The Sunday TimesBusiness

15th September 1996



Ban on export of poor quality tea is counter-productive

By Our Plantations Correspondent

Grave concern is being expressed by the Tea Trade over a recent decision of the Sri Lanka Tea Board.

The Tea Board has imposed stringent restrictions on the export of poor quality tea. There are however many countries in the world which require this Tea.

If we do not meet such demands, they will obviously look elsewhere for their requirements. Somalia, Ethiopia, and even some parts of Western Europe used this tea for straight consumption or for blending purposes.

Indeed what is even most surprising is that Sri Lanka on the one hand is attempting to permit the import of poor quality teas for blending and re-export but on the other hand, the same poor quality produced in the country is being restricted.

Take the case of rubber, there is crepe sheet, scrap rubber, shell scrap, lamps etc. These are all of varying quality and fetch prices in keeping with the quality. The rubber industry makes use of all types of rubber.

The same situation prevails in every major crop, including rice, red-rice, white rice, broken rice etc.

If international markets require a poor quality and Sri Lanka has that quality, there seems to be nothing wrong in exporting such teas.

The tea industry in Sri Lanka is over a century old. Poor quality teas have been exported throughout. There is no special advantage in depriving the country of valuable foreign exchange by excluding such poor teas from being sold.

This has been said before and it is emphasized again that the industry must be de-regulated - not regulated. Market forces must take over. State intervention and controls have inhibited growth in this sector.

So much so, that when state-owned plantations are put up for sale, no one in Sri Lanka has the money or the resources to buy them up.

Microimage launches Helawadana

Microimage who introduced sinhala software solutions to the SriLankan computer market, have introduced a unique Sinhala software package "Helawadana" for IBM & IBM compatible PCs. This package can be used for,Word processing, Accounting, Desktop publishing etc. on Windows based applications such as Ms word, Ms Excel, Ms power point, corel draw, Harvard graphics, Word perfect etc. It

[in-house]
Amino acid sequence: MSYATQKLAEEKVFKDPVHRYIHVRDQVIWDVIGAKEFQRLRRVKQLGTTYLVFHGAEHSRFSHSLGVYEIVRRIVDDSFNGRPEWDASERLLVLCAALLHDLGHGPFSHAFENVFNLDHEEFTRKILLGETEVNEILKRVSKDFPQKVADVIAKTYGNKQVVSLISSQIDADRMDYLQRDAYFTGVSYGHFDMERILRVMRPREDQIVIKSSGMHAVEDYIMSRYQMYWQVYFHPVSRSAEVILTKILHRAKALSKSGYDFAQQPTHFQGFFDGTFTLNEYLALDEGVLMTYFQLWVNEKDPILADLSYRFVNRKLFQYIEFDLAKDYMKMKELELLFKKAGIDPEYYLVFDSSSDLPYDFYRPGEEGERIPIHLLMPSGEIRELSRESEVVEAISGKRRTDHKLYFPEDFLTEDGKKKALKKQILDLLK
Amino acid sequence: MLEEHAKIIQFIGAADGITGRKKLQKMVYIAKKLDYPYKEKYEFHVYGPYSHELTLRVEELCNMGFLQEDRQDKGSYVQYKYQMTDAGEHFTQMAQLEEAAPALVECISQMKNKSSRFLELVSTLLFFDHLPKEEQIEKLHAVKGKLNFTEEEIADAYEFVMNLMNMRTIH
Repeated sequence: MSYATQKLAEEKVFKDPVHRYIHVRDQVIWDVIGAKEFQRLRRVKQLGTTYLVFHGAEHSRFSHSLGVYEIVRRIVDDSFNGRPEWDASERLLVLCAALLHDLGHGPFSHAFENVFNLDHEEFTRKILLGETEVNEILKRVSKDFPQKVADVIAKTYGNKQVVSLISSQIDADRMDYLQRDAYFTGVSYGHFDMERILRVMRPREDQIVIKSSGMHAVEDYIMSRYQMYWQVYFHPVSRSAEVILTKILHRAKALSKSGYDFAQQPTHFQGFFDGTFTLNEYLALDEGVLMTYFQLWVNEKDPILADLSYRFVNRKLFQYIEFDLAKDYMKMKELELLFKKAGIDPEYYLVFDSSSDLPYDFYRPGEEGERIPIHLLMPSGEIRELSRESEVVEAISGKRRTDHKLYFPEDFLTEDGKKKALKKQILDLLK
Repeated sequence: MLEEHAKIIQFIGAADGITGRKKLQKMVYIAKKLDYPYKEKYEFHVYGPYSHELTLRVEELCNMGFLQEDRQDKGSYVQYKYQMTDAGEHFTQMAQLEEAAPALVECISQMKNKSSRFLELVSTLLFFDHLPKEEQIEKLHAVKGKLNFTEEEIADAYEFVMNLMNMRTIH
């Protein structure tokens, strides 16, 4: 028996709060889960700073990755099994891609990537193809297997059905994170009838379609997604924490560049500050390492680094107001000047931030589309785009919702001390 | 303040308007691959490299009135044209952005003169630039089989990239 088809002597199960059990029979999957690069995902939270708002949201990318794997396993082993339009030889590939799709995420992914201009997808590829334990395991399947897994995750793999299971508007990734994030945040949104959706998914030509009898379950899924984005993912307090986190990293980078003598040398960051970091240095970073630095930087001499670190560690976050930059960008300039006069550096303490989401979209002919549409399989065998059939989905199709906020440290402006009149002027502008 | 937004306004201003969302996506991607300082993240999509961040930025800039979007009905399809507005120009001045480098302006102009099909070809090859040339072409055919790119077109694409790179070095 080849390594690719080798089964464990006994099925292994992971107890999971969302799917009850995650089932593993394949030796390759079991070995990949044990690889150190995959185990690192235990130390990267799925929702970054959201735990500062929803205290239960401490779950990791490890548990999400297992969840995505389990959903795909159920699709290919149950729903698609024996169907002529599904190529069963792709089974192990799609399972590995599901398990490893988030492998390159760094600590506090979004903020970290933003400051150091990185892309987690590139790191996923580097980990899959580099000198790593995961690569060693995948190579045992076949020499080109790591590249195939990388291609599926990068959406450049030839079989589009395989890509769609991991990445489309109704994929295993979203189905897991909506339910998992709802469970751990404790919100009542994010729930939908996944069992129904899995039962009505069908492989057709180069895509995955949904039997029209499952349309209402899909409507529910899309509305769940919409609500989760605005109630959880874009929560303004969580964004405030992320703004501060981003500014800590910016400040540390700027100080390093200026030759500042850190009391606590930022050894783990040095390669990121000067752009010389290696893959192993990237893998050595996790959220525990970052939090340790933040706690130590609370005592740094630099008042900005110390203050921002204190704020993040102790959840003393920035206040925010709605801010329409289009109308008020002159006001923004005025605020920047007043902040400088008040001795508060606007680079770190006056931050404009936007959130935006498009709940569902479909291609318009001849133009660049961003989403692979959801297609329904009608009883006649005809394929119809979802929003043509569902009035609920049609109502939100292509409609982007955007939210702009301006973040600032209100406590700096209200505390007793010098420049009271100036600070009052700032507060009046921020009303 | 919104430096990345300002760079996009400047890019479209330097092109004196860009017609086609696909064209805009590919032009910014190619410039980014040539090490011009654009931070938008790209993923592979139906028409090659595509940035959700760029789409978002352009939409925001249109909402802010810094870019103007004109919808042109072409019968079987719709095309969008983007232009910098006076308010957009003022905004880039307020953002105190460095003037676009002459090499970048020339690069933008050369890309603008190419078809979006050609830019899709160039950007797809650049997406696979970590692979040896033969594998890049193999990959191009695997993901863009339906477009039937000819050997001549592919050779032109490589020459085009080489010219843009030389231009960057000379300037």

contains a comprehensive spell checker which supports Ms word. Also it has an advanced tutorial which guides you to learn the Sinhala Keyboard. Microimage development team hopes to introduce more & more enhancements to support Sinhala computing in future.

Instruments to conduct monetary policy

Experts from Financial Programming and Policy: The case of Sri Lanka: by IMF Institute.

The Sri Lankan authorities have relied on a range of instruments to conduct monetary policy, principally direct bank-by-bank credit ceilings, changes in administered interest rates (including bank and refinancing rates), and reserve requirements.

Open market operations have been used to a limited extent, first in the form of transactions in Central Bank bills and, after auctions were established in 1986, through Treasury bills. The Central Bank has been involved extensively in these auctions, absorbing all Treasury bills required by the central government that did not draw bids at the bank's cut off price. From 1986 until 1990, the share of Central Bank holdings fell from 84 percent of the total to 45 percent.

Fiscal policy consisted of ad hoc adjustments to tax rates (direct and indirect), usually intended to compensate for the inelasticity of the system. As noted above, the authorities made frequent efforts to contain expenditures, either through targeted and across the board reductions or by tightening controls on spending.

Exchange rate policy became marginally more market oriented in late 1990. From September 1989 through August 1990, the rate had been held at SL Rs. 40 to US$1. After August 1990, a new system was adopted under which a reference rate for the rupee was calculated daily; this rate was the weighted average of the previous day's rates in the interbank market, including dealings with the Central Bank. Central Bank rates were determined by negotiations and varied according to the monetary authorities' external objectives and market conditions.